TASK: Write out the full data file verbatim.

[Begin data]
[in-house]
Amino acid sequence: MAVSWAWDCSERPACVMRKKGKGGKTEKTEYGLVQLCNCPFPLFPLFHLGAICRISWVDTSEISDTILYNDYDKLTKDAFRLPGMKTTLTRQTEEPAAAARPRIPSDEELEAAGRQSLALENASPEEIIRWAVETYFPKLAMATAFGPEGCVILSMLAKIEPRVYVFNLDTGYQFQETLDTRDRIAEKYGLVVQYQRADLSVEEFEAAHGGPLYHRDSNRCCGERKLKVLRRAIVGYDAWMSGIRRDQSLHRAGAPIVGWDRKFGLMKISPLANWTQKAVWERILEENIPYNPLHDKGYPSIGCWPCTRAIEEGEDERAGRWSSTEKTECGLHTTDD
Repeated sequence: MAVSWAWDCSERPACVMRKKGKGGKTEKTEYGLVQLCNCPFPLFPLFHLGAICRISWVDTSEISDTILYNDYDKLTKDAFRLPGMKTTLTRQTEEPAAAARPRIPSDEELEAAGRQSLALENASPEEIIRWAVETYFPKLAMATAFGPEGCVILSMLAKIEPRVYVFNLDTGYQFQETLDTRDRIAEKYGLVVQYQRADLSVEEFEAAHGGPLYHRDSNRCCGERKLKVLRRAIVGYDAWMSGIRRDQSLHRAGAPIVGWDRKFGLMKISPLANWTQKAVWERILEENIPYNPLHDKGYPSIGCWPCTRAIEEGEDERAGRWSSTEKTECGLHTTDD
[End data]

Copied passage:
[in-house]
Amino acid sequence: MAVSWAWDCSERPACVMRKKGKGGKTEKTEYGLVQLCNCPFPLFPLFHLGAICRISWVDTSEISDTILYNDYDKLTKDAFRLPGMKTTLTRQTEEPAAAARPRIPSDEELEAAGRQSLALENASPEEIIRWAVETYFPKLAMATAFGPEGCVILSMLAKIEPRVYVFNLDTGYQFQETLDTRDRIAEKYGLVVQYQRADLSVEEFEAAHGGPLYHRDSNRCCGERKLKVLRRAIVGYDAWMSGIRRDQSLHRAGAPIVGWDRKFGLMKISPLANWTQKAVWERILEENIPYNPLHDKGYPSIGCWPCTRAIEEGEDERAGRWSSTEKTECGLHTTDD
Repeated sequence: MAVSWAWDCSERPACVMRKKGKGGKTEKTEYGLVQLCNCPFPLFPLFHLGAICRISWVDTSEISDTILYNDYDKLTKDAFRLPGMKTTLTRQTEEPAAAARPRIPSDEELEAAGRQSLALENASPEEIIRWAVETYFPKLAMATAFGPEGCVILSMLAKIEPRVYVFNLDTGYQFQETLDTRDRIAEKYGLVVQYQRADLSVEEFEAAHGGPLYHRDSNRCCGERKLKVLRRAIVGYDAWMSGIRRDQSLHRAGAPIVGWDRKFGLMKISPLANWTQKAVWERILEENIPYNPLHDKGYPSIGCWPCTRAIEEGEDERAGRWSSTEKTECGLHTTDD